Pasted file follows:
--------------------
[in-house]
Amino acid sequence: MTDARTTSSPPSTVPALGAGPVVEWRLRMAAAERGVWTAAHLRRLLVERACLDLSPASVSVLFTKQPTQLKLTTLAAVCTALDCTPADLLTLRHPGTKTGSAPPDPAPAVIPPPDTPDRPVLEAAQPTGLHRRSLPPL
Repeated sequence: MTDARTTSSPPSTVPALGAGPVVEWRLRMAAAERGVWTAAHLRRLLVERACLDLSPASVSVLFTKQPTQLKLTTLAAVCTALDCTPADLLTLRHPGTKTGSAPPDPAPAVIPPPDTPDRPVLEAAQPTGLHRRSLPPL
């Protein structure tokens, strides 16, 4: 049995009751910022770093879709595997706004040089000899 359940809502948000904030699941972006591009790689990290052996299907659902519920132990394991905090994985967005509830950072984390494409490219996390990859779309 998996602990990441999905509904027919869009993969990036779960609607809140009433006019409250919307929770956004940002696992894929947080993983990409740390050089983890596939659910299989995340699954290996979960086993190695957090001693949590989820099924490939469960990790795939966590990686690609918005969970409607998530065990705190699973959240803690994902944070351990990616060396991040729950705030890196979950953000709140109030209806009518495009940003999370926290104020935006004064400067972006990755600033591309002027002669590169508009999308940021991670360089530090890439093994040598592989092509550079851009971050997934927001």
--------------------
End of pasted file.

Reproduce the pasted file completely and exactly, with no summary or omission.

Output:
[in-house]
Amino acid sequence: MTDARTTSSPPSTVPALGAGPVVEWRLRMAAAERGVWTAAHLRRLLVERACLDLSPASVSVLFTKQPTQLKLTTLAAVCTALDCTPADLLTLRHPGTKTGSAPPDPAPAVIPPPDTPDRPVLEAAQPTGLHRRSLPPL
Repeated sequence: MTDARTTSSPPSTVPALGAGPVVEWRLRMAAAERGVWTAAHLRRLLVERACLDLSPASVSVLFTKQPTQLKLTTLAAVCTALDCTPADLLTLRHPGTKTGSAPPDPAPAVIPPPDTPDRPVLEAAQPTGLHRRSLPPL
């Protein structure tokens, strides 16, 4: 049995009751910022770093879709595997706004040089000899 359940809502948000904030699941972006591009790689990290052996299907659902519920132990394991905090994985967005509830950072984390494409490219996390990859779309 998996602990990441999905509904027919869009993969990036779960609607809140009433006019409250919307929770956004940002696992894929947080993983990409740390050089983890596939659910299989995340699954290996979960086993190695957090001693949590989820099924490939469960990790795939966590990686690609918005969970409607998530065990705190699973959240803690994902944070351990990616060396991040729950705030890196979950953000709140109030209806009518495009940003999370926290104020935006004064400067972006990755600033591309002027002669590169508009999308940021991670360089530090890439093994040598592989092509550079851009971050997934927001």